Fabrico ad absurdum

by Zbigniew

“The land clearing operation, the burning of stumps and debris, had been underway for some time west of the settlement. The citizenry had become accustomed to the pall of smoke that dimmed the June sun into a deceptively pale disk. The feckless population was increasing daily with the influx of drifters and get-rich-quick artists attracted by the prospects of a boom town, transients in whose nostrils the smell of loot was too strong for them to notice the atmosphere of redolent Gomorrah chastised ….

“At about 2 P.M. of that Sunday afternoon in June the forces of violated nature swung into attack. The wind veered and gained in velocity. The crews tending the fires made a frantic effort to smother the blazes whose sparks were showering into the tinder-dry wasteland of wood, then fled for their lives.”

Eric Nicol, Vancouver


“Vancouver is Burning!”

Lindsay Brown, via Twitter, October 25, 2012


Despite the calls of an impending market correction, the development Juggernaut grinds on, laying waste to all those movie theatres, bowling alleys and other quaint institutions rendered superfluous by the value of the dirt they sit upon.

My friends, let us not stand in the way of the future, but embrace the inevitable. Let us not to close our eyes and think of England, but move upwind, fan the flames, and push the development paradigm to its logical, if banal, conclusion.

All we ask of each shoddily-constructed micro-living investment clusterfuck is hint of the past it has replaced: a lobby photograph or two  of the edifice sacrificed to progress, a catchy name that riffs on its previous incarnation, or the incorporation of a facade or other relic into the design.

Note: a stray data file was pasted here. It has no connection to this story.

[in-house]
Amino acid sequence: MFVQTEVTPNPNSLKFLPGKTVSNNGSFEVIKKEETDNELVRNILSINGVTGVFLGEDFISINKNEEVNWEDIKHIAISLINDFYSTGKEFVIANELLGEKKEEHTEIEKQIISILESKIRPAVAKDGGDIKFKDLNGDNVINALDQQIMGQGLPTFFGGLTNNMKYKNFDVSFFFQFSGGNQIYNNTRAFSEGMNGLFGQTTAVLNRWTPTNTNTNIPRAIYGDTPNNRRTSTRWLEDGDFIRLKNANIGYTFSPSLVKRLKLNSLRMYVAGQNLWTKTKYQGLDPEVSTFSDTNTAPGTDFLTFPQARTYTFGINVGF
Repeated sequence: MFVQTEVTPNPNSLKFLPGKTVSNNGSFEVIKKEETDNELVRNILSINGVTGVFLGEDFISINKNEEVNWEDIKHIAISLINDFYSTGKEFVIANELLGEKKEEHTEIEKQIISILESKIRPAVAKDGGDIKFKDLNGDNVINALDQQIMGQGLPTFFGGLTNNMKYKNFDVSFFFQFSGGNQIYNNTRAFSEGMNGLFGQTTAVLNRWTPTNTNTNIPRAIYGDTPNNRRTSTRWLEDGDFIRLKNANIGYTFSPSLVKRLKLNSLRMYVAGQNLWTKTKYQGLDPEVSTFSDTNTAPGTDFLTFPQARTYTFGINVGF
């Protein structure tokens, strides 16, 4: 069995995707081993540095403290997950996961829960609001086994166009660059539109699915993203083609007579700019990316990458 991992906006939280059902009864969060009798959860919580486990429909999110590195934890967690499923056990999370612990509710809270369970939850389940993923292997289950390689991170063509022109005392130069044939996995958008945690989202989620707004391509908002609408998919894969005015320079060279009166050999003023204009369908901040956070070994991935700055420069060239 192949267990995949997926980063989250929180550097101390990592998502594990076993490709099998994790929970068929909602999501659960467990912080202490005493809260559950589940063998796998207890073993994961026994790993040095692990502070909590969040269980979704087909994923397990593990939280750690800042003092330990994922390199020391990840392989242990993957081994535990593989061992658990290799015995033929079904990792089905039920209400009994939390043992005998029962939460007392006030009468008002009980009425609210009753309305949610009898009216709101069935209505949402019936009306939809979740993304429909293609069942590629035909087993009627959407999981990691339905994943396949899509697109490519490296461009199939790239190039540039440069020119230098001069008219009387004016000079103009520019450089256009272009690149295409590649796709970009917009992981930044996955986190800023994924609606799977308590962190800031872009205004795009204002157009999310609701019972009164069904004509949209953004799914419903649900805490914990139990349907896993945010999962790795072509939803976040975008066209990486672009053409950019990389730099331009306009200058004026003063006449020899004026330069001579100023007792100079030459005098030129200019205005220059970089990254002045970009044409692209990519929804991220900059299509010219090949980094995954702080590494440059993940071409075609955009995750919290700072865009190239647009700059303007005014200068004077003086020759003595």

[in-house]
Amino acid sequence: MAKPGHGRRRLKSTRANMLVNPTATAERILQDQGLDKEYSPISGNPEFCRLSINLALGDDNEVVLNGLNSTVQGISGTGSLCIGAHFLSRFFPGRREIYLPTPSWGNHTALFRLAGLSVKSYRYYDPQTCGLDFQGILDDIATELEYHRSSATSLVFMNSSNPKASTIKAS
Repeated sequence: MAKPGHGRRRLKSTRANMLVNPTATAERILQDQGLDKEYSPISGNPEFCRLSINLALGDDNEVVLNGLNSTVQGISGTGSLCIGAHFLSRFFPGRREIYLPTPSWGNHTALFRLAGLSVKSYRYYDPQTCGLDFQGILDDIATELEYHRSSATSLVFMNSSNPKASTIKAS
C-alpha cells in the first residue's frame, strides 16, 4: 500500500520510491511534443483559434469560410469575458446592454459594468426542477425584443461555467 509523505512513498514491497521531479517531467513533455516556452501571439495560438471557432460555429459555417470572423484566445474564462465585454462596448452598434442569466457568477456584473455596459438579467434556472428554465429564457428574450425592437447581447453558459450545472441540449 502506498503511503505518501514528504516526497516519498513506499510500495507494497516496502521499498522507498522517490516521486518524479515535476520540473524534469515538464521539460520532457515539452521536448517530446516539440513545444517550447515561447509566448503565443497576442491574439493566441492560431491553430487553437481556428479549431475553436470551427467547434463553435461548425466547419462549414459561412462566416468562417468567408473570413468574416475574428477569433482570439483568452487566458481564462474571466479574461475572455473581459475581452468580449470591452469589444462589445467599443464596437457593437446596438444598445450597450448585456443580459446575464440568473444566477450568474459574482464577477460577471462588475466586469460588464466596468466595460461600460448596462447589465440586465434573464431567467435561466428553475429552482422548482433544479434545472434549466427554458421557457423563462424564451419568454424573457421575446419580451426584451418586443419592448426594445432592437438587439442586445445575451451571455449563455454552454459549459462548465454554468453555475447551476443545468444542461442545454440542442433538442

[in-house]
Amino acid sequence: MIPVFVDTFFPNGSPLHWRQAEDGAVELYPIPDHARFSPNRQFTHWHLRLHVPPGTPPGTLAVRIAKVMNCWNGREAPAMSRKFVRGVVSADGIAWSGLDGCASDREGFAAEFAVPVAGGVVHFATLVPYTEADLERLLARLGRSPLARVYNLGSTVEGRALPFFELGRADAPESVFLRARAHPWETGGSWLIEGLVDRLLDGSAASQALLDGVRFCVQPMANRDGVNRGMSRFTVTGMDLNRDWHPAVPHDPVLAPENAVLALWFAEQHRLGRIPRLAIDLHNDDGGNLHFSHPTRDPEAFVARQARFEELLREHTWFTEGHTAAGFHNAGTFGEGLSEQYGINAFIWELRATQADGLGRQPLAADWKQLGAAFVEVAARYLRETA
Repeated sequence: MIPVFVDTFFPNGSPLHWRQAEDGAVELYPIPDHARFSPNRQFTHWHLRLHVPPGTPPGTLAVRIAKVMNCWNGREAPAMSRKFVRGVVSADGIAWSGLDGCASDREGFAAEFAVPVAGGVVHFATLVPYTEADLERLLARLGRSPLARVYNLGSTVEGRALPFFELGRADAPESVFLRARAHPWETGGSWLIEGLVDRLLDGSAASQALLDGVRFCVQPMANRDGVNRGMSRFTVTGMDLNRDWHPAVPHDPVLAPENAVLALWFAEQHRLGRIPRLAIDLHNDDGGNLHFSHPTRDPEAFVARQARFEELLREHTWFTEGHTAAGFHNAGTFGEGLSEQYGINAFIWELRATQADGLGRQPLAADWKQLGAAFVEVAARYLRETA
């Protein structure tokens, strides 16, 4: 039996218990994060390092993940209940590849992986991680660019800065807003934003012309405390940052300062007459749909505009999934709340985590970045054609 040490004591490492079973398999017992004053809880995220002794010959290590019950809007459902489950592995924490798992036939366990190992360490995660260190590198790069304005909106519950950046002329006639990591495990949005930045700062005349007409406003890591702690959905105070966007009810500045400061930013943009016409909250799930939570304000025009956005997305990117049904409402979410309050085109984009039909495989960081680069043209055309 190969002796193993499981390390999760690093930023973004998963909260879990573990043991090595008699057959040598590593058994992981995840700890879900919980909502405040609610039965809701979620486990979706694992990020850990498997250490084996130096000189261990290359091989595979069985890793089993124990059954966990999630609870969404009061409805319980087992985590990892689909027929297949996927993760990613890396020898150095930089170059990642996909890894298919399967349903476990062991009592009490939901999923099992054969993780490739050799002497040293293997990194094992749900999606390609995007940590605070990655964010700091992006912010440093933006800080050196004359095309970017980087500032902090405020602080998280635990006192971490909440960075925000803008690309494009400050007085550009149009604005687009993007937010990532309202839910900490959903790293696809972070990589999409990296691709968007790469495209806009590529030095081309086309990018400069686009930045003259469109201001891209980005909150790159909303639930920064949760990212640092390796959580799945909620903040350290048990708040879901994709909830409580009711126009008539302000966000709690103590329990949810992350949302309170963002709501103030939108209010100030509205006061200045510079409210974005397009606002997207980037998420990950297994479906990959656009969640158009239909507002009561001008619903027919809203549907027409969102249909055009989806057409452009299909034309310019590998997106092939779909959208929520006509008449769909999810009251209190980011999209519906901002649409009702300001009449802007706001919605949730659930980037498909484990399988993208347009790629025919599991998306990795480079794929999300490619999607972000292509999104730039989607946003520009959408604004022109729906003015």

To embark on this grand unfettered vision, we need only undertake a bit of administrivia, changing the title of the City’s Director of Planning to Director of Development. And since this has already happened, we’re ahead of the game. Say, that’s the great thing about this development game: we’re always head of the game!

Here we go.

First we convert all remaining industrial and warehouse space. For names we can draw on the Italian to lend a flair to their previously mundane activities: Fabrica, Opificio, Ritrovo, Magazzino, Emporio etc.

The holy grail of industrial property is, of course, the Rogers Sugar Refinery. With Refine pre-sold and secured as a major beachhead of terra libera, we need only wait for the inevitable noise complaints and related bitching from our new investor-residents to free-up adjacent port lands to realize Cargo, Crane, Ballantine, Pier, Stevedore etc.

Next up, automotive shops: Transmission, Drive, Motive (from automotive -clever, eh?).

Then we’ll set our sites on the remaining movie screens, replacing the Dunbar with Screen, Tinseltown with Tinseltown, and the Park with … uh, Park. As our underfunded arts institutions go belly-up, we’ll reconfigure these, too. Starting with the Playhouse (Playhouse), before moving on to the Dance Centre (Move) and the Cultch (Stage).

Time to get serious and set our hungry eyes on our green spaces. Queen Elizabeth Park will offer exclusive lifestyle living at The Queen and Seasons, while Trout Lake will appeal to those seeking value (The Hendry).

And then, le piece de resistance: Stanley Park -almost 1,000 acres less amenity space just begging for some value-add. The residential naming opportunities here will be endless: First Nations Heritage (Way, for Xway-xway, Chay for Chaythoos, Klahowya, Totem, Pauline), existing facilities (Oval, Aquarium, Teahouse), landmarks (Prospect, Arch), walking trails (Tatlow, Thompson, Bridle, South Creek, Hanson, Kinglet etc etc etc). I can see the full-page Georgia Straight ads now: “Enjoy a coffee with your ocean view from your balcony at the Sea Wall Centre at Stanley Park.” The Nine O’clock Gun will be preserved as a public art installation, although it will be deactivated so as not to disturb those living nearby at the Brockton.

With the heavy lifting completed we’ll focus on in-filling space for a while, naming these projects for our illustrious development community leaders: Rennie, Aquilini, Bosa, Beasley. (Correction: the latter’s already taken. Clearly, though, we’re on the right track.)

This metropolis of glass and pressboard is almost complete, but for one last project. Just as soon as the responsibility for the upkeep of our roads and shared amenities is transferred to a private contractor funded by building maintenance fees, there really is no reason to exempt City Hall from our glorious vision.

“Modern living in Art Deco style.” But what to call it? Civic? No. I can see it now, spelled out in a giant neon sign, appropriately drowning in a sea of tarp-enshrouded towers: Vision.